Institutional initiatives require leadership buy-in. That's hardly a controversial statement. So, what do you do when you want to move your organization toward equity and inclusion, but you don't have an official seat at the table?
Many resources will tell you to make the economic case. Sure, you can point to studies that show that diverse teams produce more innovative work, or that it's good business to be able to show that your company is one of the Good Guys by adding splashy "we welcome everyone" statements to your careers page. However, I think there's a stronger case you can make for implementing equity practices in your organization, and it's not economic---it's personal.
Why isn't the "good business choice" the strongest argument for practicing equity?
Ultimately, when your leaders are making employment decisions, they're often NOT making them based on the smartest business choice, strictly speaking. That's because even the CEO is human and ultimately, as we've discussed, humans seek comfort as a default. Even the CEO knows they're going to be more comfortable at work if they're going to be working with a good buddy's nephew, or with someone from their alma mater, or with a guy who also really loves golf.
And, of course, choices made without an equity lens aren't just about comfort. In the wonderful Dismantling Racism handbook, we learn that the choices that keep the dominant culture dominant are also about values like either/or thinking, quantity over quality, power hoarding, and fear of conflict. (Note: I encourage you to follow the link above to read about those values, and others.) These are ways of thinking that have become the default for many of us--and, I would argue, most CEOs--and those defaults are actually quite a bit stronger than the desire to make a "good business choice."
So how do we make the personal case?
First of all, determine whether or not your CEO has morals. KIDDING. We're starting from the assumption that the people you work with want to do the right thing. In fact, that's step #1--assume your leadership wants to do the right thing and that they just don't realize that their own values are getting in the way of that. Say that to them. Get a meeting on the calendar and start with "I know you care as much as I do about equity and inclusion." We ultimately want to rely on this person's introspection and conscience, as we need to trigger it early in the process. (Note: You can do this with your manager or another leader in your organization--it doesn't have to be the CEO. You just need to choose someone with strong decisionmaking authority.)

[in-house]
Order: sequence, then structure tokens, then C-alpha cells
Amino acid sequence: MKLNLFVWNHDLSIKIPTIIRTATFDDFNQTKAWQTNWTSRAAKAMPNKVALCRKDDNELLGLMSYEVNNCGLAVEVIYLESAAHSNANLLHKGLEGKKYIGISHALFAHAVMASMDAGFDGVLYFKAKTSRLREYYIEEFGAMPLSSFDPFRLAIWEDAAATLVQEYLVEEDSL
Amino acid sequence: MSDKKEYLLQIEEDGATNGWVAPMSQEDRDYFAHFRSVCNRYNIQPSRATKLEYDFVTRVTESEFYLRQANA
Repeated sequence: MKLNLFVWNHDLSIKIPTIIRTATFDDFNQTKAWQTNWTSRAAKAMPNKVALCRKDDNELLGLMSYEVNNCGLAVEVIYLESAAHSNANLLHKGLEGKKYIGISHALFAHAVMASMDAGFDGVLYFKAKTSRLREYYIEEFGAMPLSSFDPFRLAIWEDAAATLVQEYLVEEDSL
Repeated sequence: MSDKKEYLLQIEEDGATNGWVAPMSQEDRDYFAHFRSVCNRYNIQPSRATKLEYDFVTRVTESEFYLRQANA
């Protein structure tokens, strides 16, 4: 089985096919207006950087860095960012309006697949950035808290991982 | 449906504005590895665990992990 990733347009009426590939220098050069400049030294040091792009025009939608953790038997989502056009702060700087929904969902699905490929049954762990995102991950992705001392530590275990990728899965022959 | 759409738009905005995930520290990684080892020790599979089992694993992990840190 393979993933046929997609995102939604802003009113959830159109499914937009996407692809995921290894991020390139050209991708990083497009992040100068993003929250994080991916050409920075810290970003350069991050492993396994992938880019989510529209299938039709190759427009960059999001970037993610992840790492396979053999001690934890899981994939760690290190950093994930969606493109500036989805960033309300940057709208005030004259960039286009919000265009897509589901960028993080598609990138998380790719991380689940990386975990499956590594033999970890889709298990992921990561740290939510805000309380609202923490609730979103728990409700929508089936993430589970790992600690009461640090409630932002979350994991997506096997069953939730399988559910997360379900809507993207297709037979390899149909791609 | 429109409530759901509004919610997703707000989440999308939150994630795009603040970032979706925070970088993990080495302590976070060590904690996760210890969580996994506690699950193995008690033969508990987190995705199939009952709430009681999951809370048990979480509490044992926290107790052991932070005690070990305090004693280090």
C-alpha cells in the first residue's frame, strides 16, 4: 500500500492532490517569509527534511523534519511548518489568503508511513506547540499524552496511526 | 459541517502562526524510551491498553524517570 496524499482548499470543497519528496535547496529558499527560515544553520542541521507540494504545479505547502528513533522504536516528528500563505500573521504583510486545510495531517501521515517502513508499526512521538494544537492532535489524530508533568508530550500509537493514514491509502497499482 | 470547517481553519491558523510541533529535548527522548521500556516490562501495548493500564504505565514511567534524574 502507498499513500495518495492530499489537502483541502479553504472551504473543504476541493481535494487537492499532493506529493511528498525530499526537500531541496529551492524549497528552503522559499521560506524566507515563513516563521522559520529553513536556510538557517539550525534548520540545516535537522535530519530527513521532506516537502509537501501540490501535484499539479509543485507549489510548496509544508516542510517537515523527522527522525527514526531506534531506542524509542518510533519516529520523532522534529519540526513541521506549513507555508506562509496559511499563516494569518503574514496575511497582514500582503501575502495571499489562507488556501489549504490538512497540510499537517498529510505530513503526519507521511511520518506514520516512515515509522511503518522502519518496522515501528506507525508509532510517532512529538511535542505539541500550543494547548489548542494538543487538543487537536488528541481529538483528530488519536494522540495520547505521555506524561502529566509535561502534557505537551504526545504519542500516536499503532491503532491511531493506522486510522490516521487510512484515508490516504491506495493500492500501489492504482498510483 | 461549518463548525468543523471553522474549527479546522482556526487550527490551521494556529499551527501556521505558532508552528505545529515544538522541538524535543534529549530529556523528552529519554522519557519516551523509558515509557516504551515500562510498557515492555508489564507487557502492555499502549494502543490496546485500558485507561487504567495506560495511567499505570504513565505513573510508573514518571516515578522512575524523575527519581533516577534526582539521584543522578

Second, share the axiomatic "Our values determine our outcomes" and explain that the organization is likely over-valuing things like comfort and fear of conflict. Think of relatively benign examples of this in your own organization. An easy example of "comfort" is often choosing to hire people with whom we have an easy rapport or things in common. We all see "fear of conflict" at play every day, so that should be an easy one. The idea at this stage is to choose examples that don't necessarily implicate the CEO personally, but that may leave them contemplating their own choices after you leave the room. Get the CEO on your team as you try, together, to think of places where these values play out. Talk about some of the antidotes discussed here.
Third, leave the room. But before you do, reiterate your enthusiasm for the idea of an equity initiative ("I just find it so exciting that we could be at the forefront of this work, and I had to share!"), and ask if your CEO wouldn't mind if you leave them with an article you found helpful. (Maybe give them this, which is a gentle intro to reducing bias in hiring, or find something similar that relates to your area of work.) Ask if you can follow up in a week or so to hear their thoughts.
Finally, keep the conversation going. Trust that, after you leave the room, your CEO is thinking about this--remember that we're assuming they want to do the right thing. Invite them to a meeting to chat about the article you shared and talk about a couple of new processes you'd like to test. After discussing the article and hearing the CEO's thoughts, ask if you have their support to look into how the business could benefit from an equity lens. The answer will be some version of yes! It may be qualified and only apply to a specific area of your work, but you now have permission to make real change happen.
Coming soon: How the &#$% do you make real change happen?